I’m out this morning with a feature that tugs on the heartstrings in some weird ways: There’s a tale of pet peacocks sent to auction and the baby ducks purchased for a grandson for Easter that had to get taken away. Why? In short, avian flu.
The highly contagious virus is ripping through flocks of chickens, egg-layers and turkeys across the globe. In America, some 15 million birds have already been killed. But the ramifications are very varied and complicated. An outbreak has erupted in Nebraska, where many of Costco’s chickens come from, and the supply of the retailer’s iconic rotisserie birds is threatened. Losses for Costco have so far been small overall, but because the virus spreads quickly through factory farms, many of the chain’s chickens are still in the danger zone.
As are other farmers. I spoke with Yolanda Bailey, who runs Fox Run Farms in Brainard, Nebraska, which her family has owned since 1899. The Costco-contracted farms moved in a few years ago, and since many are now close by, it’s too risky for her family to keep any poultry on their farm.
“The outbreak is in Costco-sponsored chicken houses, but the consequences of this outbreak will lead to a lot of economic pain for all the farmers involved, including those that have nothing to do with Costco,” she told me.
The way Costco and other factory farms raise chickens—in overcrowded and stressed-out environments—makes it easier for bird flu to spread. That’s why research published in February by the investor network Farm Animal Investment Risk & Return, or FAIRR, which is based in the U.K. and backed by $48 trillion in assets, is concerning. The study found that 63% of the world’s 60 largest meat, fish and dairy firms were not taking steps to prevent the next pandemic from incubating on one of their farms. The United Nations, meanwhile, has reported that four of seven risk factors for the creation of pandemics are directly linked to the meat industry and rising meat consumption. According to the Center for Disease Control and Prevention, three out of four emerging diseases are animal-born and can jump to humans.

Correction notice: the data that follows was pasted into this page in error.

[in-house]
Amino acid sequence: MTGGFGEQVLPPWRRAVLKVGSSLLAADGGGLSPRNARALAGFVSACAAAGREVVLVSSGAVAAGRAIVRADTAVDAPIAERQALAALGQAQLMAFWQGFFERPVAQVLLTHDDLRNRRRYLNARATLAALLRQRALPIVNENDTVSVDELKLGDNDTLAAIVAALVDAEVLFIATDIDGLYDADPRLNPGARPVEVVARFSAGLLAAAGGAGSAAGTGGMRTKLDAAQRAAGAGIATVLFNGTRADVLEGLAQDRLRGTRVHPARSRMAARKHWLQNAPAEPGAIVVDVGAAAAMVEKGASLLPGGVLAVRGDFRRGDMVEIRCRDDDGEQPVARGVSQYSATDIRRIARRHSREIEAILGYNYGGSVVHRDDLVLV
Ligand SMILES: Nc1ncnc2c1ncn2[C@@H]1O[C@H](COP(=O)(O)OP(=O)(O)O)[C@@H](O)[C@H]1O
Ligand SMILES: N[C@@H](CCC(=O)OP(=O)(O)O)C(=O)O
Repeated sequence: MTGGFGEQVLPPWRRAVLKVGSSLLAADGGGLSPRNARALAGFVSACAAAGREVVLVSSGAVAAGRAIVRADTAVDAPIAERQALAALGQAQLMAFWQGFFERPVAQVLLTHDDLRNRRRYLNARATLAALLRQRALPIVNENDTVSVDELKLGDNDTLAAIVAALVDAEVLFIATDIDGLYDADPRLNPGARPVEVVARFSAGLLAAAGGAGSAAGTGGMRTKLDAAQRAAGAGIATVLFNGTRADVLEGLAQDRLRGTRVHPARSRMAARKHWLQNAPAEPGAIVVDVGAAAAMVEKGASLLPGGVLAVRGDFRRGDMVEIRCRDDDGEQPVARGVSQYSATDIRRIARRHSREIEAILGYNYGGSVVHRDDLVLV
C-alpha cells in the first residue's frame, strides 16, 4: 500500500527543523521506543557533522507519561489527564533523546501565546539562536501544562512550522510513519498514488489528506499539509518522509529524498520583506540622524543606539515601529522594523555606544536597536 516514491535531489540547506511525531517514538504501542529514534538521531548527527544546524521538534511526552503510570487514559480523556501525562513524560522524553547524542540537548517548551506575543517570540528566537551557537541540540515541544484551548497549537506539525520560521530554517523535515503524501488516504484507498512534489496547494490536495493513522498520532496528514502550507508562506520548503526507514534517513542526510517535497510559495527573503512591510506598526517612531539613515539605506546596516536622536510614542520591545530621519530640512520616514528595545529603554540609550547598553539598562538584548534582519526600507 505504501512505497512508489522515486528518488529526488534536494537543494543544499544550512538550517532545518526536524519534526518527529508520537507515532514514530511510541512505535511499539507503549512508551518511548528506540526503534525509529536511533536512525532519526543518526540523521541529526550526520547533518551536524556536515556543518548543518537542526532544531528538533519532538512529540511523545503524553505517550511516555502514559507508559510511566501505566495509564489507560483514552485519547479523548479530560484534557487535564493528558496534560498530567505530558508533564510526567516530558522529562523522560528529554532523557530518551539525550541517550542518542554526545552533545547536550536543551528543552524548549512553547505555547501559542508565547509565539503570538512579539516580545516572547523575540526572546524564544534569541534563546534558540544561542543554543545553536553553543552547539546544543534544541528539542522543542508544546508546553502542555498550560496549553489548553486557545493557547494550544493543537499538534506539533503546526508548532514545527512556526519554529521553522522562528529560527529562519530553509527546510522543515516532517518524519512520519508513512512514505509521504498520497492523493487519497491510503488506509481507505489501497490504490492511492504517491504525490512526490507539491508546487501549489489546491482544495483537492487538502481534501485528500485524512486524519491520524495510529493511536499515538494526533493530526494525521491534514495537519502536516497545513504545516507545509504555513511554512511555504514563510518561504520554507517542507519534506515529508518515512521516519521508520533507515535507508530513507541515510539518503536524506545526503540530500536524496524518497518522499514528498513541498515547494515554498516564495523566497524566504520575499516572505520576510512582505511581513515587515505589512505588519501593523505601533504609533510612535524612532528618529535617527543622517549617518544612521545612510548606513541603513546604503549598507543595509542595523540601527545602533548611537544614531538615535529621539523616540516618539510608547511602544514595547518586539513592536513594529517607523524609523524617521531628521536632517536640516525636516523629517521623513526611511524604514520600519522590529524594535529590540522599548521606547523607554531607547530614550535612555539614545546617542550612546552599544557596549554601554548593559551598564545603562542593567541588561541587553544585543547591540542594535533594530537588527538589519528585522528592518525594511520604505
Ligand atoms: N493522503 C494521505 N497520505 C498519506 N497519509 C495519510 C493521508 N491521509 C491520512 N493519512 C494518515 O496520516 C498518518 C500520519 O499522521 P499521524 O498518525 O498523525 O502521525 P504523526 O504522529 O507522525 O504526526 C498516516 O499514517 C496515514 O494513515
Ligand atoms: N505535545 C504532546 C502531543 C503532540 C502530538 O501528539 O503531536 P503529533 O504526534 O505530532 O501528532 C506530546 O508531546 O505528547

Spring has already started—officially, anyway—but I’m just starting to see the signs of it here in New York City. This weekend I hope you enjoy some outdoor time, maybe in some dew.
Finally, a programming note: This newsletter is officially moving to Fridays. The news cycle moves quickly, and I hope this change will ensure I can send you all of my stories as soon as they’re out. Until next week!
— Chloe Sorvino, Staff Writer
This is Forbes’ Fresh Take newsletter, which every Friday brings you the latest on the big ideas changing the future of food. Want to get it in your inbox every week? Sign up here.
Costco’s Rotisserie Chicken Supply Threatened By Bird Flu. The Nebraska farms that raise poultry for the giant food retailer have slaughtered more than 500,000 birds to contain an outbreak of the killer germ. Story by yours truly.
Cargill Dodges Russian Missiles But Vows To Keep Feeding Both Sides Of The Ukraine War. The biggest privately held company in the U.S. has been operating in the area for decades and says food should never be used as a weapon. Story by yours truly.
Why 48,000 California Grocery Workers Have Authorized A Strike. Unionized grocery workers have voted to authorize a strike in a bid to secure higher wages and safer working conditions in Southern California, Errol Schweizer reports.
These raw sea scallops, made with basil seeds, lemongrass, mint and a passionfruit nam prik, blew me away. Thai Diner in New York City’s Nolita neighborhood is always a treat. The full-blown raw seafood tower is what I must try next.
Chloe Sorvino leads coverage of food and agriculture as a staff writer on the enterprise team at Forbes. Her nearly eight years of reporting at Forbes has brought her to In-N-Out Burger’s secret test kitchen, drought-ridden farms in California’s Central Valley, burnt-out national forests logged by a timber billionaire, a century-old slaughterhouse in Omaha, and even a chocolate croissant factory designed like a medieval castle in Northern France. Her book on the fight for the future of meat is forthcoming from Simon & Schuster’s Atria Books in December 2022.
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